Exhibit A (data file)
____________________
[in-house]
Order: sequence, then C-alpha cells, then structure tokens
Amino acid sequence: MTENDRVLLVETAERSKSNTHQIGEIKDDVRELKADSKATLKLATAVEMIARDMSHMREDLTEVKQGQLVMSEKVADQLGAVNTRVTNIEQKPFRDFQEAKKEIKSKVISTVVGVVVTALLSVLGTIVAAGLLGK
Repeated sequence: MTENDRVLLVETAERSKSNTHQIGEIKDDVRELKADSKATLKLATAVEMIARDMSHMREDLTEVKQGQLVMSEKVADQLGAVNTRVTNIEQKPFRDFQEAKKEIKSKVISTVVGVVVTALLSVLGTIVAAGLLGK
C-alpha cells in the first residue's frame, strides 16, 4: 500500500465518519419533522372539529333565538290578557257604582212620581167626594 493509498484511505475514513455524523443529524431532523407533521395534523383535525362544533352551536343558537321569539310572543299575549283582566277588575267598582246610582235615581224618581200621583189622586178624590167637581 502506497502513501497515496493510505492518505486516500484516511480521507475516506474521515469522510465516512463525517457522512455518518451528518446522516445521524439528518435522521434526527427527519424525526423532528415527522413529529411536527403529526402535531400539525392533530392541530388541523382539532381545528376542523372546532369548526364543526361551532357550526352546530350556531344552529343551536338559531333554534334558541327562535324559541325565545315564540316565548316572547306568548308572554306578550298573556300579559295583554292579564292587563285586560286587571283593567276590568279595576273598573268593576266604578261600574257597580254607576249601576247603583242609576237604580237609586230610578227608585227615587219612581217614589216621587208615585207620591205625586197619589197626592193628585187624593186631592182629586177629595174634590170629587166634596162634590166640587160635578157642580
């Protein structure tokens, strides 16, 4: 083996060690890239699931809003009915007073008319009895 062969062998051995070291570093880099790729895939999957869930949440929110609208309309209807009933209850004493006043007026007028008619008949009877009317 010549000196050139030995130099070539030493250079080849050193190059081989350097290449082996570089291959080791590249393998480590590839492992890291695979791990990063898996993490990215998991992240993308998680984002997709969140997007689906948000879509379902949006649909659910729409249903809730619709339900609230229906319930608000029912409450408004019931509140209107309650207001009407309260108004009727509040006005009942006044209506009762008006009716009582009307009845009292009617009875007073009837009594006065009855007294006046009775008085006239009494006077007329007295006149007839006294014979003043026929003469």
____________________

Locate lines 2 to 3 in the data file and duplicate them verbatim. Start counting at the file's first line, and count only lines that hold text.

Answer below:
Order: sequence, then C-alpha cells, then structure tokens
Amino acid sequence: MTENDRVLLVETAERSKSNTHQIGEIKDDVRELKADSKATLKLATAVEMIARDMSHMREDLTEVKQGQLVMSEKVADQLGAVNTRVTNIEQKPFRDFQEAKKEIKSKVISTVVGVVVTALLSVLGTIVAAGLLGK